Sympathetic Resonance (detail)


From a Google collaboration to a show in Saudi Arabia, Lachlan Turczan shapes light with water. 

Lachlan Turczan 15 FAV can’t recall how many objects he’s lit on fire. 

“I think I was known as the guy who would break shit at school,” says Turczan, who in his art practice explores the optical and sonic properties of water.

An early obsession with manipulating water with sound and light led Turczan to light a subwoofer on fire while at RISD in order to experiment with circuit-bending. This led to a senior thesis project that used unburned subwoofers to vibrate water-filled vessels, where he projected light reflected off the water onto screens. 

“His use of sound waves to generate visual forms in the medium of water created a simultaneous sense of wonder and simplicity,” former RISD professor Daniel Peltz, who was Turczan’s thesis adviser, wrote in an email from a research residency in Benin, West Africa. 

“Lachlan was both serious and playful in his approach. He was self-motivated and clearly invested in experimentation,” Peltz remembered. 

This experimentation has led Turczan to show his work, in collaboration with Google, at Milan Design Week in 2023, as well as in an exhibition at Saudi Arabia’s light art festival Noor Riyadh.

Turczan entered RISD convinced he was going to be a painter. He’d spent his Southern California childhood doodling and then, with parental encouragement, had focused on art more intently in a specialized high school. When he arrived at RISD in 2011, he navigated the novel New England chill while starting requirements for the school’s painting concentration.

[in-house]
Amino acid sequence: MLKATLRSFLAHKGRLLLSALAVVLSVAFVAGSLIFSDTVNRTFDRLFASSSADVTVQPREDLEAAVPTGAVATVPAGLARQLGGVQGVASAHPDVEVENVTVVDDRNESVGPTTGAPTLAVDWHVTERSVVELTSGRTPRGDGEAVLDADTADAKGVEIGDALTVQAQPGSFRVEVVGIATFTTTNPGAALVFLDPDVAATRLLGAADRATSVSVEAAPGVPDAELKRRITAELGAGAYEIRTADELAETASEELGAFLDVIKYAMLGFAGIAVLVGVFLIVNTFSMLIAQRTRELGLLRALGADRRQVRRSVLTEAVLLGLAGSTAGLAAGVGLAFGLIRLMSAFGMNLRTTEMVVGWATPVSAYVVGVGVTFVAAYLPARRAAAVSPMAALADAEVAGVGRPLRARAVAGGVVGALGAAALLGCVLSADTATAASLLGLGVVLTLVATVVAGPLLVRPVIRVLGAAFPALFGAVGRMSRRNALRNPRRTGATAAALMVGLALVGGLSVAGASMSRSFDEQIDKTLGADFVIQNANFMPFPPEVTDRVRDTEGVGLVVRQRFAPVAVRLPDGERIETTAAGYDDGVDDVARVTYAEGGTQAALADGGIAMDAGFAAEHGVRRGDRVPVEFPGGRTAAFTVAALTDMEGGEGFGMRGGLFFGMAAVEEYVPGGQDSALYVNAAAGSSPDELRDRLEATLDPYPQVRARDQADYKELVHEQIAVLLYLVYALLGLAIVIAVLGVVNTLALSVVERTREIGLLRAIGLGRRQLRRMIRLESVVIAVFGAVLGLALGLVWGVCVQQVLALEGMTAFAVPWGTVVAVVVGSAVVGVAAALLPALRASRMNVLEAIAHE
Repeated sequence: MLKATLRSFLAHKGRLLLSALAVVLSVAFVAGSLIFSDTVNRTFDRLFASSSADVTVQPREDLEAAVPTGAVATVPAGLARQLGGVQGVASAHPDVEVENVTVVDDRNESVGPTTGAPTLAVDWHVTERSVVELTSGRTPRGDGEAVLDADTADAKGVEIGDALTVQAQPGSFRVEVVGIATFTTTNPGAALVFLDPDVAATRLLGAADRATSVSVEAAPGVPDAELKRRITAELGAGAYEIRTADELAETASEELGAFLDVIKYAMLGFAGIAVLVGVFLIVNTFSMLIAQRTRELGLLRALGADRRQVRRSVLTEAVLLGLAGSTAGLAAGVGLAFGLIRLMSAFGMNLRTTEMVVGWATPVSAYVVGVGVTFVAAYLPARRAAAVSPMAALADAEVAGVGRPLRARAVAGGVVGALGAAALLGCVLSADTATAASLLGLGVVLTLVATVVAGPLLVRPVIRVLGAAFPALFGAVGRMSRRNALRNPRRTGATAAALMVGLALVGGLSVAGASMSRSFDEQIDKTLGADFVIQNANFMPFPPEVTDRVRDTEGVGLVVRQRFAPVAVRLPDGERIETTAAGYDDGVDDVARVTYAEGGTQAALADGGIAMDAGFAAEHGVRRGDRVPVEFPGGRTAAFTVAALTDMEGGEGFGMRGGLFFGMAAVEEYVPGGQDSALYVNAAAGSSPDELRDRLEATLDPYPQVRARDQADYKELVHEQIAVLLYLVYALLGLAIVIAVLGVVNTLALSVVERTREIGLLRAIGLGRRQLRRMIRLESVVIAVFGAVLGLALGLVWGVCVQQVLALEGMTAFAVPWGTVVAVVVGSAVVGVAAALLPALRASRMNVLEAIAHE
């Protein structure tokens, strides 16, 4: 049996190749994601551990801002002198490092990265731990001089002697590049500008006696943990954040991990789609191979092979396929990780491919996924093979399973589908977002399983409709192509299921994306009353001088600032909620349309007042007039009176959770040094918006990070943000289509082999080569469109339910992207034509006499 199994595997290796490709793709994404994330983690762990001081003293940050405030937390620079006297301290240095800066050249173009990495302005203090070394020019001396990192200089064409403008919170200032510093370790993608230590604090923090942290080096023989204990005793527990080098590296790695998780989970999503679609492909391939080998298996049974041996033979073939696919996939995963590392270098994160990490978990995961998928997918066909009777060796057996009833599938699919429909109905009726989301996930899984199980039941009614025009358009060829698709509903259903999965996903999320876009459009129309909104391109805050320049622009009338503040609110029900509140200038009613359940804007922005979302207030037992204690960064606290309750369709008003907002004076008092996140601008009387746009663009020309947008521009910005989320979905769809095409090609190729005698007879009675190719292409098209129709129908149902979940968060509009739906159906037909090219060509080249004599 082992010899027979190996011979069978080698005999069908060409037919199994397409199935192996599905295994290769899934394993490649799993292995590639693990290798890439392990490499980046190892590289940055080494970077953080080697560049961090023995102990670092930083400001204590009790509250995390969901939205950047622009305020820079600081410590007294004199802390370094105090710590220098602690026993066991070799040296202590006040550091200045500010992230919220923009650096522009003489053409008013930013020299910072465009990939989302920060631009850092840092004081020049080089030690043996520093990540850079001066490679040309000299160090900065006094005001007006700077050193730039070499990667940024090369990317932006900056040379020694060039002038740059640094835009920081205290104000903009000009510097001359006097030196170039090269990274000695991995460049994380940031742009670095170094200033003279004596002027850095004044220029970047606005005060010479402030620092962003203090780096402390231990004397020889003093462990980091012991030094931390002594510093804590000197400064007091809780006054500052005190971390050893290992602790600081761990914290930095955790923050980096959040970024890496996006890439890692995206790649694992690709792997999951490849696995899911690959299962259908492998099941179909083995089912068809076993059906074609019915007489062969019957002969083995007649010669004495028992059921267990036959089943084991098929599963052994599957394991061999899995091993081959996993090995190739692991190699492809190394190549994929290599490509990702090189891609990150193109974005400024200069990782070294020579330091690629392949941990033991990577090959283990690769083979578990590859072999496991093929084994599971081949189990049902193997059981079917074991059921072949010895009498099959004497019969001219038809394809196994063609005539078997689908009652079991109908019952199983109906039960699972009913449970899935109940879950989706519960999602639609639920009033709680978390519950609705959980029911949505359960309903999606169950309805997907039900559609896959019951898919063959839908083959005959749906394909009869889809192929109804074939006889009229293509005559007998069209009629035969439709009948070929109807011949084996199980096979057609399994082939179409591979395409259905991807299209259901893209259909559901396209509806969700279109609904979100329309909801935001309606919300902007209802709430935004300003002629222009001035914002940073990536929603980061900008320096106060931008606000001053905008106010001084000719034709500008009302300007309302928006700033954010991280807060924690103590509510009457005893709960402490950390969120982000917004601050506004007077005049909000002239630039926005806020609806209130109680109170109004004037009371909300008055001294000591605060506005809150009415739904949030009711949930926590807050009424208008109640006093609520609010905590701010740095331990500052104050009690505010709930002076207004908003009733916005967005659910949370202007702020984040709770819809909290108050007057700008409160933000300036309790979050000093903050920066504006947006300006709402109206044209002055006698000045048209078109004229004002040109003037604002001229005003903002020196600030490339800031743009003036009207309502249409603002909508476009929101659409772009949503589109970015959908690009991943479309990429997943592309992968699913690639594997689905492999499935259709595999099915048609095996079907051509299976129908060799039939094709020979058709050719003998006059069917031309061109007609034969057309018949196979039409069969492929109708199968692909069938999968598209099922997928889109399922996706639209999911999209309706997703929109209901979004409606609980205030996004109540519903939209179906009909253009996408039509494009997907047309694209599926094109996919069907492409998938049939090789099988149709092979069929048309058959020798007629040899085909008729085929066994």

“I was taking painting classes and making a lot of landscape paintings. The paintings were becoming more and more abstract,” he says. “I was really inter-ested in light and color, and atmospheric phenomena and optics.”

Then Turczan’s second-year painting instructor, Patricia Trieb, insightfully introduced him to the Light and Space movement. Developed in the 1960s, movement adherents used light, space and other nontraditional materials to create immersive and innovative sensory experiences. Turczan began to explore works by Light and Space artists like James Turrell, Helen Pashgian and Robert Irwin, whose works all reflected the open-skied sensibilities of the western United States—specifically, Southern California. Turczan had traveled across the country only to find himself home again, at least conceptually.